A Haven for American Dance: #JacobsPillow

On Friday, my friend and I joined a handful of dance junkies for the NYC preview screening of Never Stand Still.  Directed by Ron Honsa (written and produced by Ron Honsa and Nan Penman, cinematography by Jimmy O’Donnell and Etienne Sauret, edited by Charles Yurick &
narrated by Bill T. Jones), this film highlighted the scope of works presented at Ted Shawn’s refuge for dance tucked away in the Berkshires.

I first visited the Pillow as a student at Boston Conservatory in 2003.  I was 18 and still enmeshed in my ballet ways.  We saw several different artists perform that glorious summer day (flamenco diva Maria Pages among them), but what horrified and excited me was a solo piece (I cannot remember the artist’s name).  A fifty-something woman emerged from within the audience, wearing a men’s suit jacket and hairnet covering her face.  The hairnet turned her wrinkly face grotesque and the suit jacket allowed her to play visual tricks as she contorted her body every which way.  I don’t recall that there was music, which I didn’t understand at all.  Toward the end, the jacket fell to the floor and her sagging breasts stared at us.  She lifted her gaze upward and corn kernels fell from the ceiling, raining down on her.  I had no idea what it meant and didn’t have the resources to help myself try to interpret much of anything from it.  Looking back, that was a moment that jarred me into the glorious state of not needing to know or understand completely.  I didn’t have permission to embrace that concept fully then, but it started the process.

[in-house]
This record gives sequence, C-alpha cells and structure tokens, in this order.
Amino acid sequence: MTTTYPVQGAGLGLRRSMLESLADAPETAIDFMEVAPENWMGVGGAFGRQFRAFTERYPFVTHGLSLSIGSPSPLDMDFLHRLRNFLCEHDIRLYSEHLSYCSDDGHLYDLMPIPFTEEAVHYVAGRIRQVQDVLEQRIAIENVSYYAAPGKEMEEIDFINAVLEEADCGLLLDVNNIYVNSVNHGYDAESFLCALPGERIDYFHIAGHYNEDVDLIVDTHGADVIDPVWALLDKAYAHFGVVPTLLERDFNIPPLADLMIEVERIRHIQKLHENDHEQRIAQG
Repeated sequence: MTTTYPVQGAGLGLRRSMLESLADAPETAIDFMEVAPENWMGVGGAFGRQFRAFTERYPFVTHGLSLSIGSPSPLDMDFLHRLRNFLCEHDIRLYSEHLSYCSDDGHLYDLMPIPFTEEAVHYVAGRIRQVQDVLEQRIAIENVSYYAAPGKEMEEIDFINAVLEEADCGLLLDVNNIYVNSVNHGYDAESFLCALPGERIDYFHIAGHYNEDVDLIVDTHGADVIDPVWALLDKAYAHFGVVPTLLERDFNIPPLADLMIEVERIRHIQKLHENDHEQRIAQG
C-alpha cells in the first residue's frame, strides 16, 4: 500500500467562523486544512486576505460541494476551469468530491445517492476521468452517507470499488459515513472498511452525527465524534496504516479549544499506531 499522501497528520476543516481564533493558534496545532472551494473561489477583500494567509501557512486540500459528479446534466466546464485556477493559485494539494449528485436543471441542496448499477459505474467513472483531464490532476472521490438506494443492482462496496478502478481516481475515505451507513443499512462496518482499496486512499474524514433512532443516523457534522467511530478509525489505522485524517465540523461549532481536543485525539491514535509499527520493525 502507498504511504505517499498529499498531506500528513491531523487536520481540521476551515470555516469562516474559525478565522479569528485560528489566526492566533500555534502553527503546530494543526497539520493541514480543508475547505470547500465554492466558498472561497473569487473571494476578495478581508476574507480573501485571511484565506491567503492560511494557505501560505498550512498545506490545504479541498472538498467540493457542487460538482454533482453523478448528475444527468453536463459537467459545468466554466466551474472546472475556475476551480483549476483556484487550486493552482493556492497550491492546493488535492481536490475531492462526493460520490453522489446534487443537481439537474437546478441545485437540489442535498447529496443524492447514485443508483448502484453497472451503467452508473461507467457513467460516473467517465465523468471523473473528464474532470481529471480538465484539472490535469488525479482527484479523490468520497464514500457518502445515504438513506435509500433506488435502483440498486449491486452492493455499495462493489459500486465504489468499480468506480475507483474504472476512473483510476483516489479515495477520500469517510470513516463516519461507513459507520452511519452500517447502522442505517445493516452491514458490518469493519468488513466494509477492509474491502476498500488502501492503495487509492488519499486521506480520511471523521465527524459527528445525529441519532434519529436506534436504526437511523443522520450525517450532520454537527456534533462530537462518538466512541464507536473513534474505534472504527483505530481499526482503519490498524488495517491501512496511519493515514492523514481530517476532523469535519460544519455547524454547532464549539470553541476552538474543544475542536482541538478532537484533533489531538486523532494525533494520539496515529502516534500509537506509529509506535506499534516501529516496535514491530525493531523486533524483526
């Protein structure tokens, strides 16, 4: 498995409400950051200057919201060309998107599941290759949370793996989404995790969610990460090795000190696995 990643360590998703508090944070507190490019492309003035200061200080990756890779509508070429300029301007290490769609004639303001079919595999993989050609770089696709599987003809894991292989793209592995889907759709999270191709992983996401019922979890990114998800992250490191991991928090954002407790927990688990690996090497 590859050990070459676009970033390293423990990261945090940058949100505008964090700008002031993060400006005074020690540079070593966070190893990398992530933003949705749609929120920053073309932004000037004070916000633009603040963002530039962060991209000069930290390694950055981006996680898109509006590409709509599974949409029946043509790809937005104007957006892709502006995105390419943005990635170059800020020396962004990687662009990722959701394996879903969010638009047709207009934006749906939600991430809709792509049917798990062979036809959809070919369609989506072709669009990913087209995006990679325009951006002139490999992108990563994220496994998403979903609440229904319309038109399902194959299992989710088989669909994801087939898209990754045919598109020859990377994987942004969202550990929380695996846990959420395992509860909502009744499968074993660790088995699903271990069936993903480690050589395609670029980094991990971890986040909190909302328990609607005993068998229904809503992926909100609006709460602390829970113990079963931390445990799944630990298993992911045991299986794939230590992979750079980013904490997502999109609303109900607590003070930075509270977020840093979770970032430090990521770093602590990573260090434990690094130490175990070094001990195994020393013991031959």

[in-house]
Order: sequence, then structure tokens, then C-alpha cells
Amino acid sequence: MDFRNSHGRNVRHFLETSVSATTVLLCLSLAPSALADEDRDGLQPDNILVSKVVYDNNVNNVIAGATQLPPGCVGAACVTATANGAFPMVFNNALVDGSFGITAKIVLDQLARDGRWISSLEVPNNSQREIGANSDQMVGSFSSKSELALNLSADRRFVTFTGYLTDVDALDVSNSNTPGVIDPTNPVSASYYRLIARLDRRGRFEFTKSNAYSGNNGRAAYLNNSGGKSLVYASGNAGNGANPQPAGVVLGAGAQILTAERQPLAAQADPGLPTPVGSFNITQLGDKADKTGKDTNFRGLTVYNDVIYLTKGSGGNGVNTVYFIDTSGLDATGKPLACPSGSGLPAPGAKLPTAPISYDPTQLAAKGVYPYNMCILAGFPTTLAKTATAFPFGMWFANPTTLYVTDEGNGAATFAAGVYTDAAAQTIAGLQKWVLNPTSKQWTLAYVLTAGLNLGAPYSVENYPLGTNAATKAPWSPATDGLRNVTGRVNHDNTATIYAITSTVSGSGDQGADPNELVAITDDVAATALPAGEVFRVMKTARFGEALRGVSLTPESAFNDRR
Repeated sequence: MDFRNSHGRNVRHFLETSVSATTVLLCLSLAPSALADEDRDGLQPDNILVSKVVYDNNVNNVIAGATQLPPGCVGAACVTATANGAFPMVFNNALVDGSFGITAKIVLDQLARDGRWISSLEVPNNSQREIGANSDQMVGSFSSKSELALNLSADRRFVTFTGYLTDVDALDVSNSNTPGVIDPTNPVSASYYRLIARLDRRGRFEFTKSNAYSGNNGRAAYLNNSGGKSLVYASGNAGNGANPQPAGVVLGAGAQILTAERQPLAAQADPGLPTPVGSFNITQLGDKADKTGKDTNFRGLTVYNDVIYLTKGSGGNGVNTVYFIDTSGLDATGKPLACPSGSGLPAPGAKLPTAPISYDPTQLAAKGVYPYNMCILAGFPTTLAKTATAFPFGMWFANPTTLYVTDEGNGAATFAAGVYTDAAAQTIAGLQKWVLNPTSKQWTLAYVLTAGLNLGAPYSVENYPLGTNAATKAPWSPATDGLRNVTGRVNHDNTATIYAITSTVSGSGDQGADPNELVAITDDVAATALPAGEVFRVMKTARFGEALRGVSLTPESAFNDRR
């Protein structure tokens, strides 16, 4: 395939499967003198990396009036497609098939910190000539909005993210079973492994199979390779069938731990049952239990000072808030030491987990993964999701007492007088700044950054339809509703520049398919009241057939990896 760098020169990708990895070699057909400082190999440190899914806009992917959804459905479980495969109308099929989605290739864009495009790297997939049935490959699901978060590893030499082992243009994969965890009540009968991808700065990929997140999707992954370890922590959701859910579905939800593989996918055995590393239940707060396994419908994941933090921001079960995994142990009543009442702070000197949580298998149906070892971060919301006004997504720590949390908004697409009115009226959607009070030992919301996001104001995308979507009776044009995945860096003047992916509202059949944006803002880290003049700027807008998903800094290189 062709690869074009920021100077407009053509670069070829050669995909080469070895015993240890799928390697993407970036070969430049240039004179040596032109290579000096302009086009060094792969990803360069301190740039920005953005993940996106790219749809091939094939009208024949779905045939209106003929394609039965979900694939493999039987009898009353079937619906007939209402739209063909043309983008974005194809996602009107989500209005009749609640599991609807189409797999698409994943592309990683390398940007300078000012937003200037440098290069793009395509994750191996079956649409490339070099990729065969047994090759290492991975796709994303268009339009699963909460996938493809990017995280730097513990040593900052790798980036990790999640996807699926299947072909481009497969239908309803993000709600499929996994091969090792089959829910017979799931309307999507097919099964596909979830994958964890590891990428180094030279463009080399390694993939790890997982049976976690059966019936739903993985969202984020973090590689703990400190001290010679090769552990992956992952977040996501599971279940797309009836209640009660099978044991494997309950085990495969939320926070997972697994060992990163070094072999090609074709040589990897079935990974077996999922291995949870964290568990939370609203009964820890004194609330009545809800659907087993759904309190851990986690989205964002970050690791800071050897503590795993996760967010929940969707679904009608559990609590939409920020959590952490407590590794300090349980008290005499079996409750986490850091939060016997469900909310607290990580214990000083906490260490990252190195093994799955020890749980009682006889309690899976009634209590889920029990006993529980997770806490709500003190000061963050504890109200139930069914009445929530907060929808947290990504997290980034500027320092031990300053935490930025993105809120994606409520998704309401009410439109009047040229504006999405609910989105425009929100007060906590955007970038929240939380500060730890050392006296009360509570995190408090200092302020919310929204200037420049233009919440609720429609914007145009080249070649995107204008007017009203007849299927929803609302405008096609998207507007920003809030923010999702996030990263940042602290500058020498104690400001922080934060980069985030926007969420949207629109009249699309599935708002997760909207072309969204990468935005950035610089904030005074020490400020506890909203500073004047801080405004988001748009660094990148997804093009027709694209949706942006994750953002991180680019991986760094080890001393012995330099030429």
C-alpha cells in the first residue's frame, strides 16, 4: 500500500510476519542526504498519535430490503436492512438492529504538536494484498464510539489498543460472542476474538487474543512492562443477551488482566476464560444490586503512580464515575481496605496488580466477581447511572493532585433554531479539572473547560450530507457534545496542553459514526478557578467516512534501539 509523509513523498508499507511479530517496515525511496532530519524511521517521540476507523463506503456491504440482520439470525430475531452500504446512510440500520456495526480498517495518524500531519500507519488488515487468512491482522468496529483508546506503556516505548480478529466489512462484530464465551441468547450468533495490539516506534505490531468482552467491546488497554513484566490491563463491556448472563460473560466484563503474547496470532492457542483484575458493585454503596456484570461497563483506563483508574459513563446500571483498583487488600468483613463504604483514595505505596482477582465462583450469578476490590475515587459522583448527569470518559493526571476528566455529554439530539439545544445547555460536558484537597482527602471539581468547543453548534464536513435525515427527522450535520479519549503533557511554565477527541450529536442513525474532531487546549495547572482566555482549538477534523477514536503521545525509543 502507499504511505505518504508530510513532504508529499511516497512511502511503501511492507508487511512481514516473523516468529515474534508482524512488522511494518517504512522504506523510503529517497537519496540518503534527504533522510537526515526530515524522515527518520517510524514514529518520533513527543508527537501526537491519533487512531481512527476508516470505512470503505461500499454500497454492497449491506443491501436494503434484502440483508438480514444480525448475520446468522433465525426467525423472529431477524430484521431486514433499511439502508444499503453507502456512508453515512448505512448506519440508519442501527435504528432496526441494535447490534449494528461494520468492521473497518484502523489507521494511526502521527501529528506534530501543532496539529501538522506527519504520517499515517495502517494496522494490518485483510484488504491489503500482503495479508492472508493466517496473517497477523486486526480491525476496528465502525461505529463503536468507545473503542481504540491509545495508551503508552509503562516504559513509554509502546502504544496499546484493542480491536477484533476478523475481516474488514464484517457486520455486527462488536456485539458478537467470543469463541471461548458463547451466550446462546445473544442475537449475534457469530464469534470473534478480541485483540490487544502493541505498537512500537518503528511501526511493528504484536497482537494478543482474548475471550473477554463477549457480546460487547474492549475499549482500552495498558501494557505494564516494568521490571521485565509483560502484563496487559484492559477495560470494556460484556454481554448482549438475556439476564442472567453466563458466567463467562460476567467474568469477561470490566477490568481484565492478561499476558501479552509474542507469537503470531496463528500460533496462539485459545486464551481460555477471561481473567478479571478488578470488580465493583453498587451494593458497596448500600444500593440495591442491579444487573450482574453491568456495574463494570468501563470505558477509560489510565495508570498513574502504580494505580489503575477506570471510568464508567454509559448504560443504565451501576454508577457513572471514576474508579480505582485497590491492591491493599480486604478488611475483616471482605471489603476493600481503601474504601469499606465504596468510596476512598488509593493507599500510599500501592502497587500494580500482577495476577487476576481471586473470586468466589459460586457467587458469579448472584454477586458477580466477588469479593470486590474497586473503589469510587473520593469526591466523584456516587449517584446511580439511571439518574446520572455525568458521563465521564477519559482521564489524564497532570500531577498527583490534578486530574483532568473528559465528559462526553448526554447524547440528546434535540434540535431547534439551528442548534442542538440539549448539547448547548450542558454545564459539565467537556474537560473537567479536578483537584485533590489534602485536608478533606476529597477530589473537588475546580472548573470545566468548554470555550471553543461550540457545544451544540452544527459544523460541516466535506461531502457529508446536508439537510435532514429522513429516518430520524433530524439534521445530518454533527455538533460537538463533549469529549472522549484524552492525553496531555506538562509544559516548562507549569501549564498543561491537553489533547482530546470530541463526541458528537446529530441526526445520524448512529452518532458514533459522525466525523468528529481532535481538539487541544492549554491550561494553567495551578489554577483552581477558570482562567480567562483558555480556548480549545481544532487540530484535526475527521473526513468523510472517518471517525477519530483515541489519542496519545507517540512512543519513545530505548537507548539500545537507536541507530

The film captured the glory of the Pillow from the blue sky covering the outdoor stages to the iconography of dance legends such as Ted Shawn, Alvin Ailey, Paul Taylor, and Suzanne Farrell.  The documentary was less about Ted Shawn and more about the work at the Pillow.  Choreographers and dancers such as Gideon Obarzanek and Rasta Thomas recounted their rite of passage moments performing there and old video footage took us back in time to how it all began.  Joanna Haigood also shared her experiences staging a dramatic work utilizing multiple sites on the Pillow’s campus (and the Pillow’s history as part of the Underground Railroad) which reminded me of this exploration I conducted in learning about site-specific works.  Just over an hour, Never Stand Still is a much needed record of the Pillow’s dynamic history and contribution to modern dance.

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